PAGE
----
Coming as Peter Gelb did from the music industry, opera lovers hoped that he would display a more distinctive knack for casting and an improved talent pipeline than Joe Volpe offered during the waning years of his tenure. Read more »
Short answer: yes. But let’s begin by dismissing a blatant canard. One thing that the Metropolitan Opera does not need to do is to scale back the number of performances in a season.
The greater New York Metropolitan area has 20 million people. 54.3 million tourists visited New York City in 2013. Many millions of people attend theater performances in New York City each year. Those numbers suggest to me that with an astute artistic approach, enhancements to the experience of attending the Met, outreach, marketing, ticket pricing, and a more sensible budget, the Metropolitan Opera should be able to thrive while producing 200 or more performances per season.
So what, specifically, will bring an audience to the Met for all those performances? Read more »
The 2012-13 season at the Metropolitan Opera was a financial disaster, with the company taking in only 69% of potential total box office revenue—a troubling 13 percent decline from the previous season and the lowest box office percentage in over a decade. Thanks to discounting, the Met did manage to sell 79% of total seats but that, too, was another low. Read more »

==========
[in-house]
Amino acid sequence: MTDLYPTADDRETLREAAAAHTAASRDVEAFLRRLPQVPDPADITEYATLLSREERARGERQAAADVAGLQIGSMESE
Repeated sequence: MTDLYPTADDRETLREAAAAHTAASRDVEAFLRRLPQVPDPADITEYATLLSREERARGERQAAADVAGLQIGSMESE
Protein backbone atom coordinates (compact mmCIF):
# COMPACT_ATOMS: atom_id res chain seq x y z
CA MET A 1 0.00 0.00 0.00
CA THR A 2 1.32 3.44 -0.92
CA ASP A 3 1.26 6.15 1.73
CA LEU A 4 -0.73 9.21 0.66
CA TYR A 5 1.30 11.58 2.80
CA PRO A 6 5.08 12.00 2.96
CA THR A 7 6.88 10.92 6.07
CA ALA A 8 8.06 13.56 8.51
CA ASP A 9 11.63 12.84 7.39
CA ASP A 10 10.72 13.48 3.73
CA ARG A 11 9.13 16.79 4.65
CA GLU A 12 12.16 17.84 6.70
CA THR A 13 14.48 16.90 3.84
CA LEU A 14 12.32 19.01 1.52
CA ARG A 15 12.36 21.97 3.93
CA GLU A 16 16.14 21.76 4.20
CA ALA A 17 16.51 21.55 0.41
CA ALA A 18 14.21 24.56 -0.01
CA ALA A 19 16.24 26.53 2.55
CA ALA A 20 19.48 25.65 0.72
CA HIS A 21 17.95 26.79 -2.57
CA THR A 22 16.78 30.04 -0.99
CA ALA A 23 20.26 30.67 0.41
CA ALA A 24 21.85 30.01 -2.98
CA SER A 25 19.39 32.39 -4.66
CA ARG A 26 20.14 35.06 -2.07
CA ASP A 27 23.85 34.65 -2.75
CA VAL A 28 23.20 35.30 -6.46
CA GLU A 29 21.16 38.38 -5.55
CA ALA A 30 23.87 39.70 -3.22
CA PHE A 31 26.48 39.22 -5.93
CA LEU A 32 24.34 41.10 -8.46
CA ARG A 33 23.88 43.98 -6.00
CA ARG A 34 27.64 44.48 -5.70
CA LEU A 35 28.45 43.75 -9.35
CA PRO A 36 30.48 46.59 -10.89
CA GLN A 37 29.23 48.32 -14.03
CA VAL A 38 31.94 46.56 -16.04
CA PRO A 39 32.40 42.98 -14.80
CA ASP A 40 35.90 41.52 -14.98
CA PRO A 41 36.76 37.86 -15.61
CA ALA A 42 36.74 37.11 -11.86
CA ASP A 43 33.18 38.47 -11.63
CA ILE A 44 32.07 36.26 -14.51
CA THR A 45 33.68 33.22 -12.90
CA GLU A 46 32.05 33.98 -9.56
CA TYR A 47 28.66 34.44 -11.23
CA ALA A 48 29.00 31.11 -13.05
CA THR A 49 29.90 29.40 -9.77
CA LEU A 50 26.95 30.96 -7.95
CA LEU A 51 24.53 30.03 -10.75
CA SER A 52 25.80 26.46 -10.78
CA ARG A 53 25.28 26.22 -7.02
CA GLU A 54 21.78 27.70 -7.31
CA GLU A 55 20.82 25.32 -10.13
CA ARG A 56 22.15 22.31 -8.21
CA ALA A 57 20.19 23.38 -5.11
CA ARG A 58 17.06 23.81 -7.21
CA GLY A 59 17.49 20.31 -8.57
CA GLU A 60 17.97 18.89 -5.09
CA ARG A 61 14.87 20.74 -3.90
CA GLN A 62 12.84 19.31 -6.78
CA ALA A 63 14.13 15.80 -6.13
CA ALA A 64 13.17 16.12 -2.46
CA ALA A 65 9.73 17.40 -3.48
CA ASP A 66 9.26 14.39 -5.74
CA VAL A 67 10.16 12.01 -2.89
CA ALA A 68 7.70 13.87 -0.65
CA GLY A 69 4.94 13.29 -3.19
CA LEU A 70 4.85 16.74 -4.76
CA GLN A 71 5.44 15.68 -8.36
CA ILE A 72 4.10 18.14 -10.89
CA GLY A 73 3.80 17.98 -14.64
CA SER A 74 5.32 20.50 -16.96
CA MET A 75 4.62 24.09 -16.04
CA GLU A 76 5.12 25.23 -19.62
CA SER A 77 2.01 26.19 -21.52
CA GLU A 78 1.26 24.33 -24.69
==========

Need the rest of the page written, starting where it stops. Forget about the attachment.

Marc-Antoine Charpentier’s opera David et Jonathas, written for a celebration at a Jesuit school in 1688, premiered together with a Latin verse drama, Saul, now lost.
Stefan Herheim’s production of Parsifal for Bayreuth is the regie Holy Grail—a production that completely fulfills the promise and purpose of Regietheater.
Hans Neuenfels‘ new staging of Lohengrin for Bayreuth is the grimmest version of this work I’ve seen. Not that this opera is all bright lights and lollipops, but he gave us a particularly dark take on the work, motivated, in part, by Wagner’s writings at the time of the opera’s composition.
Fertilization; birth; growth; decay. Eating; digestion; defecation; fermentation; biogas recovery; food production. Wagner’s Tannhäuser is a meditation on the relentless, repetition of cycles that define our existence and man’s insistence on the possibility salvation despite all the biochemical evidence to the contrary.
Our Doyenne demonstrated her omniscience once again by sending me a DVD of Rimsky Korsakov’s Le Coq d’Or (Zolotoy Petushok) to review. I’m with musicologist Richard Taruskin who stated that Rimsky Korsakov was “perhaps the most underrated composer of all time” (and I’m sure his editor insisted on including the “perhaps”).
The ENO was filled with ghosts last week. Spectral, possibly illusory figures fleetingly materialized in the Internet chatrooms that provide the setting for much of Nico Muhly’s new opera Two Boys, and brutal boarding school memories came back to troubled life in director Christopher Alden’s dark take on Benjamin Britten’s A Midsummer Night’s Dream.
The world has come to an end and we are at the end of the world, the collapsed ruins of a bridge that can no longer be crossed. There is no greenery; the few trees that are left are dead and being chopped down for fuel. Shell-shocked survivors wander through this hellscape, fighting over the scraps of whatever is left. This is the milieu of director Calixto Bieito’s Parsifal seen at the Stuttgart Staatsoper on Sunday March 20.